Ilargi at the Automatic Earth has a great big picture post on the real state of financial institutions and why we may be headed back to 2008 and bank bailouts again: Using his mock portfolio, he offers a very different picture than the one you’ll get in the news:
As you can see, there are a number of stocks in there that not everyone would have in a finance portfolio, and some others that may be missing. But I like it this way. I still left Lehman and Fannie and Freddie in (though none are exchange traded anymore), and included GE and Société Générale, among others.
This portfolio shows a completely different picture than the complete Dow and S&P numbers. The financial world is not doing all that well.
My portfolio is down 15.46% from August 4 2010 to August 3 2011, not up 10% or 11%. What’s more, from its peak on February 8, 2011, it’s down over 30%. That is in less than 6 months. Here are a few examples from my list:
Bank of America’s stock is down 34.1% over the past 12 months, 34.51% over the past 6 months, 14.2% over the past month alone.
Citigroup is down 9.78% YoY, 22.64% over 6 months, 13.22% over the past month.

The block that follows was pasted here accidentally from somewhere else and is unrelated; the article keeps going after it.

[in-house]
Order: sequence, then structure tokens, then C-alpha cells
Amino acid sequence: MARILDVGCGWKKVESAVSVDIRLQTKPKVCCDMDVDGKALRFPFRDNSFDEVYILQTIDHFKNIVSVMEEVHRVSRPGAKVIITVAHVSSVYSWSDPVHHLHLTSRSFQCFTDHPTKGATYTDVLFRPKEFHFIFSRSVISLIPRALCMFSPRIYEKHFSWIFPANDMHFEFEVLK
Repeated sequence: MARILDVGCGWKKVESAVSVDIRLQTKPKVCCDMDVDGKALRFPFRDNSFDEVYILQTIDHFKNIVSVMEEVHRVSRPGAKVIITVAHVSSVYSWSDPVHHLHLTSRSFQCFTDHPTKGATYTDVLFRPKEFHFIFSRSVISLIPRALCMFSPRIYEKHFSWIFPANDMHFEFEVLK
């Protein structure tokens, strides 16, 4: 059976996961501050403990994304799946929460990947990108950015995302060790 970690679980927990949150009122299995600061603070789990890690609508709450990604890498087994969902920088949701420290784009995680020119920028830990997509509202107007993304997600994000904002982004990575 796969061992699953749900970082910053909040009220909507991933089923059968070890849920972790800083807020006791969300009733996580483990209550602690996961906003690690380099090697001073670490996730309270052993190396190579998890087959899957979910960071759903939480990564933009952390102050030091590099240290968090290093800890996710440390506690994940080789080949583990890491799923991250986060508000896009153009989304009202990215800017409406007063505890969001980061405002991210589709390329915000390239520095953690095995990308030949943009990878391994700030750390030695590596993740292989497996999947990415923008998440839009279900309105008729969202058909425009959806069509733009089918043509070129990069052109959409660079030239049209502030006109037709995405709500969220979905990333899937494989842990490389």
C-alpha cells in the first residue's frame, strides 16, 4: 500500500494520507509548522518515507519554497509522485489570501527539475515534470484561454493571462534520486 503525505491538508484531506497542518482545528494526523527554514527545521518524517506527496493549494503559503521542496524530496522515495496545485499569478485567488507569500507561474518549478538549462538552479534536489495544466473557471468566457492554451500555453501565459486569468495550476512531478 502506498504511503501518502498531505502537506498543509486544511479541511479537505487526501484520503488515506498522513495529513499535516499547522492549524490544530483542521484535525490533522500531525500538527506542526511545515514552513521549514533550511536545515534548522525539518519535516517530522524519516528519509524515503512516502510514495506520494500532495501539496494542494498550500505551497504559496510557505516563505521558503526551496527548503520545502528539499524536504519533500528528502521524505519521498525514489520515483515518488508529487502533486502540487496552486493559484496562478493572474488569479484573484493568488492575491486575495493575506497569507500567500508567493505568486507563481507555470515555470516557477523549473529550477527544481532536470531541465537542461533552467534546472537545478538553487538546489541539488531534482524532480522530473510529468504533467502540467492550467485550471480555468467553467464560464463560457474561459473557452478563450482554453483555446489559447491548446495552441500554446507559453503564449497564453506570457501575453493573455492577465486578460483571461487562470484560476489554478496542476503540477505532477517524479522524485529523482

Morgan Stanley: down 24.23% YoY, 30.12% over 6 months, 12.33% over one month.
Goldman Sachs: down 13.95% YoY, 19.93% over 6 months, 3.53% over one month.
JPMorgan: down 3.21% YoY, 12.54% over 6 months, 4.38% over one month.
Société Générale: down 34.82% YoY, 36.39% over 6 months, 30.28% over one month.
Crédit Agricole: down 30.9% YoY, 31.66% over 6 months, 30.8% over one month.
Deutsche Bank: down 31% YoY, 17.61% over 6 months, 16.48% over one month
RBS: down 35.61% YoY, 25.12% over 6 months, 17.73% over one month
I guess it should be obvious that we’re watching an unfolding bloodbath here (even Goldman lost almost 20% in 6 months). But then again, when JPMorgan CEO Jamie Dimon said recently that banks are so flush with cash they’re going to issue nice and juicy dividends, I think he meant, and believed in, what he said. It’s just that they’re flush with your cash, not their own.
But there’s nothing, nothing at all, on the economic horizon that carries even the least bit of hope that these banks will be able to make good on their lost stock values. No jobs increases, no increases in home sales, none of that. They’ll just be gutter dwellers, if they stay alive at all, though, granted, your money may provide for plush gutters.
One major issue with all this is that all of the banks above, except for Crédit Agricole, are primary dealers.
Ilargi’s mock portfolio gives a wider perspective than the Dow – and an important one. Another bank crisis is looming over us – and that’s not good news.